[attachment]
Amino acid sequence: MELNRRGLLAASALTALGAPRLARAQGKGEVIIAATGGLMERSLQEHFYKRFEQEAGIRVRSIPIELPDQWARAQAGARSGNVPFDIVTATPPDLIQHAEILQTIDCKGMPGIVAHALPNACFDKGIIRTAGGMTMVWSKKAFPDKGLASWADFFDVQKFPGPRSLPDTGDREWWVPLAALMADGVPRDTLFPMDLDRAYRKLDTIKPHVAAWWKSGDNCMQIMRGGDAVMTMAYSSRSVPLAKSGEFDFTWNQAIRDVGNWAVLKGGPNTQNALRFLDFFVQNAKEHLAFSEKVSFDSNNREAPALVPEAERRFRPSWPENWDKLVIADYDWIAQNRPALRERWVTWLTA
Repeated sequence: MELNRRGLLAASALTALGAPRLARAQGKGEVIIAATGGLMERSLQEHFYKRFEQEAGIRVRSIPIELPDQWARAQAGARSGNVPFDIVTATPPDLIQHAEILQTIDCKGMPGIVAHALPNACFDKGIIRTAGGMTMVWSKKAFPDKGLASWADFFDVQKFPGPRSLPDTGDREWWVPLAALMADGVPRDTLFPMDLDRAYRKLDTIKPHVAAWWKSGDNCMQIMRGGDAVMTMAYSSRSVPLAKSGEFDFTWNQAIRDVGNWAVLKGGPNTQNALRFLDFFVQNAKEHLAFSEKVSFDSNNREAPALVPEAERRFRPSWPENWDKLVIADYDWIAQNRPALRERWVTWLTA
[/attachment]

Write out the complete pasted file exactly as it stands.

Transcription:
Amino acid sequence: MELNRRGLLAASALTALGAPRLARAQGKGEVIIAATGGLMERSLQEHFYKRFEQEAGIRVRSIPIELPDQWARAQAGARSGNVPFDIVTATPPDLIQHAEILQTIDCKGMPGIVAHALPNACFDKGIIRTAGGMTMVWSKKAFPDKGLASWADFFDVQKFPGPRSLPDTGDREWWVPLAALMADGVPRDTLFPMDLDRAYRKLDTIKPHVAAWWKSGDNCMQIMRGGDAVMTMAYSSRSVPLAKSGEFDFTWNQAIRDVGNWAVLKGGPNTQNALRFLDFFVQNAKEHLAFSEKVSFDSNNREAPALVPEAERRFRPSWPENWDKLVIADYDWIAQNRPALRERWVTWLTA
Repeated sequence: MELNRRGLLAASALTALGAPRLARAQGKGEVIIAATGGLMERSLQEHFYKRFEQEAGIRVRSIPIELPDQWARAQAGARSGNVPFDIVTATPPDLIQHAEILQTIDCKGMPGIVAHALPNACFDKGIIRTAGGMTMVWSKKAFPDKGLASWADFFDVQKFPGPRSLPDTGDREWWVPLAALMADGVPRDTLFPMDLDRAYRKLDTIKPHVAAWWKSGDNCMQIMRGGDAVMTMAYSSRSVPLAKSGEFDFTWNQAIRDVGNWAVLKGGPNTQNALRFLDFFVQNAKEHLAFSEKVSFDSNNREAPALVPEAERRFRPSWPENWDKLVIADYDWIAQNRPALRERWVTWLTA